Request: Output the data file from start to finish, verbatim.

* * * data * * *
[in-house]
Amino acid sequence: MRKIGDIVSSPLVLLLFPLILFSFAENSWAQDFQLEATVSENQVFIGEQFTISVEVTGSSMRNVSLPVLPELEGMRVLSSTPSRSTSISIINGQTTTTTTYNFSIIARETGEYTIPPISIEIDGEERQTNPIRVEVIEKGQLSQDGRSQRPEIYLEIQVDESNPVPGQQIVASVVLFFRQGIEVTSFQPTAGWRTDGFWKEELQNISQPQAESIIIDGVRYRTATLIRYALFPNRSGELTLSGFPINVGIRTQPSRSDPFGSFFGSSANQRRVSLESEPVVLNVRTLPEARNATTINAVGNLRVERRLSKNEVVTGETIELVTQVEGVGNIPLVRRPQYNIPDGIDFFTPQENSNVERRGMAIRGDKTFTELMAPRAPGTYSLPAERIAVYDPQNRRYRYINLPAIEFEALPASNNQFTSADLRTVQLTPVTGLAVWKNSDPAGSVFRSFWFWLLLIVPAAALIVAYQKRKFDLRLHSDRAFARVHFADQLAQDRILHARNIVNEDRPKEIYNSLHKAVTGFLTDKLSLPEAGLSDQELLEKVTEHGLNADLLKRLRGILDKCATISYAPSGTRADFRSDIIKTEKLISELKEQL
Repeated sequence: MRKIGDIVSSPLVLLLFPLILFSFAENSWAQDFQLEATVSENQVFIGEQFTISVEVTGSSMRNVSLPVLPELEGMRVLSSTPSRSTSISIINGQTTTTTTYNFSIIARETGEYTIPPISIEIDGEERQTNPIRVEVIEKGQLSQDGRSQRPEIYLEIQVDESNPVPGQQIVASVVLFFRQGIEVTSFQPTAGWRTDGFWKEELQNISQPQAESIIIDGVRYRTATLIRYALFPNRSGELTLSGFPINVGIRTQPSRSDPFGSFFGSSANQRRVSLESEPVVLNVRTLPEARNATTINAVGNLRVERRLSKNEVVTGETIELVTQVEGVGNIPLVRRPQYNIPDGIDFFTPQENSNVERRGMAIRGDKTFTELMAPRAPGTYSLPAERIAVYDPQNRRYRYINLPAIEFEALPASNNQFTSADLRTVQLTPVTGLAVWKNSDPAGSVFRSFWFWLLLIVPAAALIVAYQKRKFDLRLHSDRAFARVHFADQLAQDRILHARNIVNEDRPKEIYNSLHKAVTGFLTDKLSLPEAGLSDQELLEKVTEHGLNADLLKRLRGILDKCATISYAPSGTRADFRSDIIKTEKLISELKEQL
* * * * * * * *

[in-house]
Amino acid sequence: MRKIGDIVSSPLVLLLFPLILFSFAENSWAQDFQLEATVSENQVFIGEQFTISVEVTGSSMRNVSLPVLPELEGMRVLSSTPSRSTSISIINGQTTTTTTYNFSIIARETGEYTIPPISIEIDGEERQTNPIRVEVIEKGQLSQDGRSQRPEIYLEIQVDESNPVPGQQIVASVVLFFRQGIEVTSFQPTAGWRTDGFWKEELQNISQPQAESIIIDGVRYRTATLIRYALFPNRSGELTLSGFPINVGIRTQPSRSDPFGSFFGSSANQRRVSLESEPVVLNVRTLPEARNATTINAVGNLRVERRLSKNEVVTGETIELVTQVEGVGNIPLVRRPQYNIPDGIDFFTPQENSNVERRGMAIRGDKTFTELMAPRAPGTYSLPAERIAVYDPQNRRYRYINLPAIEFEALPASNNQFTSADLRTVQLTPVTGLAVWKNSDPAGSVFRSFWFWLLLIVPAAALIVAYQKRKFDLRLHSDRAFARVHFADQLAQDRILHARNIVNEDRPKEIYNSLHKAVTGFLTDKLSLPEAGLSDQELLEKVTEHGLNADLLKRLRGILDKCATISYAPSGTRADFRSDIIKTEKLISELKEQL
Repeated sequence: MRKIGDIVSSPLVLLLFPLILFSFAENSWAQDFQLEATVSENQVFIGEQFTISVEVTGSSMRNVSLPVLPELEGMRVLSSTPSRSTSISIINGQTTTTTTYNFSIIARETGEYTIPPISIEIDGEERQTNPIRVEVIEKGQLSQDGRSQRPEIYLEIQVDESNPVPGQQIVASVVLFFRQGIEVTSFQPTAGWRTDGFWKEELQNISQPQAESIIIDGVRYRTATLIRYALFPNRSGELTLSGFPINVGIRTQPSRSDPFGSFFGSSANQRRVSLESEPVVLNVRTLPEARNATTINAVGNLRVERRLSKNEVVTGETIELVTQVEGVGNIPLVRRPQYNIPDGIDFFTPQENSNVERRGMAIRGDKTFTELMAPRAPGTYSLPAERIAVYDPQNRRYRYINLPAIEFEALPASNNQFTSADLRTVQLTPVTGLAVWKNSDPAGSVFRSFWFWLLLIVPAAALIVAYQKRKFDLRLHSDRAFARVHFADQLAQDRILHARNIVNEDRPKEIYNSLHKAVTGFLTDKLSLPEAGLSDQELLEKVTEHGLNADLLKRLRGILDKCATISYAPSGTRADFRSDIIKTEKLISELKEQL